Pros: Clarity of the text, free wireless services by Sprint, PDF support, free book previews.
Cons: Not all books have been digitized, no built in back light, folders to organize, cost.
I was not interested in an "ebook" reader when the first Kindle came to market but I've quickly realized how valuable the Kindle to be. I choose the Kindle DX for the larger screen but more importantly because of its native PDF support. I deal with a mountain of PDF documents at work and now I have my own personal library at my finger tips anywhere I go.
The Kindle DX weighs 18.9 ounces which is a little over a pound and I bought the Amazon leather cover which adds a little weight to the DX. The weight of the DX doesn't bother me and the leather cover adds some depth to the Kindle which makes it easier to hold; I was surprised at how thin the Kindle DX is.
I had two major concerns about the Kindle DX and they were readability and battery life. I was worried that the text wouldn't be clear and difficult to read and that the battery would be drained after a day of use. To my surprise I was completely wrong, the text is clear and sharp and the battery is still going strong on the initial charge; it's been almost a week and I've had the wireless service turned on.
Kindle DX uses a new technology called electronic ink which allows for the clean sharp text and uses only a small amount of energy. I'm used to liquid crystal displays (LCD) and plasma televisions but the electronic ink that the DX uses is superior by far for displaying text. What's amazing is that the DX only uses energy to modify the screen, like changing the page in a book, and then stops using the battery. The display remains until you hit the "next page" button, then the DX will sip a little energy to change the display and that's how the Kindle can go for weeks on a single charge. Even you put the DX into a "standby" mode it shuts down with a random picture.
Amazon advertises that the Kindle DX can download a book in about 60 seconds and so far that has been accurate; I have downloaded 10 books from the Amazon store so far. Amazon either pays for the Sprint wireless service outright or the digital book fee is slightly higher to pay for the service. Either way, $9.99 for most books is a good deal in my mind and I like the fact that some of the books are free.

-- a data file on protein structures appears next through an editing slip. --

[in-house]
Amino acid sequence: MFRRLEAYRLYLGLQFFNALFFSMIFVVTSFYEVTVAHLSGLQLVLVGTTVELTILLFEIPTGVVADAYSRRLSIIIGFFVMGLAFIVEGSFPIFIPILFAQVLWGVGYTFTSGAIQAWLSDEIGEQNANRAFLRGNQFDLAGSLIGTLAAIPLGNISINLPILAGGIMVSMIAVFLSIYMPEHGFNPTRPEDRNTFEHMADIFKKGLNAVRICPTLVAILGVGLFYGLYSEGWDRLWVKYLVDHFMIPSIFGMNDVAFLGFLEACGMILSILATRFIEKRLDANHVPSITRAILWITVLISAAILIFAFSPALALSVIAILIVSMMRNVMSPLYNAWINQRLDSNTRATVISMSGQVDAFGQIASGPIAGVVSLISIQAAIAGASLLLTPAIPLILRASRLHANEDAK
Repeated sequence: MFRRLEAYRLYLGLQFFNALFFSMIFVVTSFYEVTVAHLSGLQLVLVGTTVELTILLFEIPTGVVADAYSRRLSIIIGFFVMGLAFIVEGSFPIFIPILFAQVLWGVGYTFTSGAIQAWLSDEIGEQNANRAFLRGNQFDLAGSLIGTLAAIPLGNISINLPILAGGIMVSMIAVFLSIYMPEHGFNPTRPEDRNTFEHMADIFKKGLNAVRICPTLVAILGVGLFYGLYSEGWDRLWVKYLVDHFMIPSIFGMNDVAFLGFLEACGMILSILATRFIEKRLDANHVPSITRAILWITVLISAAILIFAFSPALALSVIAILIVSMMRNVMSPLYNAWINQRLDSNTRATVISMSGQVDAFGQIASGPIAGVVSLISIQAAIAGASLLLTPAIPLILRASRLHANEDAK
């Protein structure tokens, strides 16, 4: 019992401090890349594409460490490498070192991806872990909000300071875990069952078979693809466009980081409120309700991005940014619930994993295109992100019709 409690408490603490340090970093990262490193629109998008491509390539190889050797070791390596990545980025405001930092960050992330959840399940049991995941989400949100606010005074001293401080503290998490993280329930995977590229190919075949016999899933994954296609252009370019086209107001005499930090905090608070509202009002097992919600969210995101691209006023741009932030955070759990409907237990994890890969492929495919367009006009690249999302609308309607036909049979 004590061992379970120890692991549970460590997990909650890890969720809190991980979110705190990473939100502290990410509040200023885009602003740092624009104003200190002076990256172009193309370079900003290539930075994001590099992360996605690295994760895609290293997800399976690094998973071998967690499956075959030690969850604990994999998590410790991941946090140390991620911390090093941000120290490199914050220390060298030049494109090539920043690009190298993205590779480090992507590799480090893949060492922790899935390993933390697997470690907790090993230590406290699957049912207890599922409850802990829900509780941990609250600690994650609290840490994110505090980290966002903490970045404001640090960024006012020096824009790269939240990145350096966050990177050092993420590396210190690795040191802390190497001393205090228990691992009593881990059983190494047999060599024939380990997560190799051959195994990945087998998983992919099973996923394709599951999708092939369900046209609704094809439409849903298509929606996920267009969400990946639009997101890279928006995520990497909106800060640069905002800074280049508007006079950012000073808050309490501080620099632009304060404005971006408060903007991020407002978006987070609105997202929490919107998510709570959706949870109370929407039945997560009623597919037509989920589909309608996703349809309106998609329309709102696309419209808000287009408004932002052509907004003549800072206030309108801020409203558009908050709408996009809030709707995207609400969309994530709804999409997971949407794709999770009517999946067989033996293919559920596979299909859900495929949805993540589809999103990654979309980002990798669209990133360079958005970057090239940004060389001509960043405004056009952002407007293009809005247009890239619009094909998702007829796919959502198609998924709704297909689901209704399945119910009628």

I'm running Vista Ultimate on my computer and the PC treats the Kindle DX as an external hard drive and there were no drivers that needed to be installed. When I plugged the DX into my system the AutoPlay menu opens and I select "Open folder to view files." By default there are three folders already established which are; audible, documents, and music. All ebooks from the Amazon store will go to the "documents" folder but if you need to copy your ebooks or PDFs from your computer to the Kindle then drop the files into the "documents" folder. The next time the Kindle reboots it will refresh its table of contents and your book will be listed. I have viewed a few large, 6 MB, PDFs and the DX seems to crawl a bit when changing pages and some of the other PDFs that range from 1-3 MB are very responsive. To be fair the 6 MB PDF is a magazine with lots of pictures from MaximumPC.com and all the others are mostly text. Unlike the Amazon AZW format for ebooks the PDF font size cannot be changed. The only workaround to zooming in is to rotate the DX so it becomes a wide screen. What's nice is there are free programs on the internet to allow the conversion of most documents to the PDF format so you can take just about anything with you. I have used PrimoPDF before with great results and that program can be found at download.com.
I wish that the Kindle DX support folders outside the three listed above. I plan to use my DX for professional reading, personal reading, and an archive for reference materials. Since the Kindle DX can support over 3,000 books, magazines, and newspapers I feel it will become difficult to manage a large library. I would like to see user-created folders to allow the user to organize his or her library as needed.
Something that takes a little getting used to is the page change. The whole screen will flicker to black and then show the contents of the next page. I understand why the DX does this but it took me a couple of days to become accustomed to it.
Overall I'm very happy with my expensive purchase. The ebooks are relatively cheep and if you download it from the Amazon store, Amazon will keep it in your personal account just in case you delete the book from your DX. The comments and bookmarks are synchronized between the DX and the Amazon website. It doesn't appear that any books or PDF's that was loaded onto the Kindle via a PC will synchronize with your Amazon account.
Speaking of deleting a book from you Kindle DX, here's how you do it (the quick reference guide doesn't cover it). Hit the "home" button, then using the toggle stick move to the book you want to delete and move the toggle stick to the left. A "delete" dialogue will open. Deleting a book from your Kindle DX does not delete it from your Amazon account.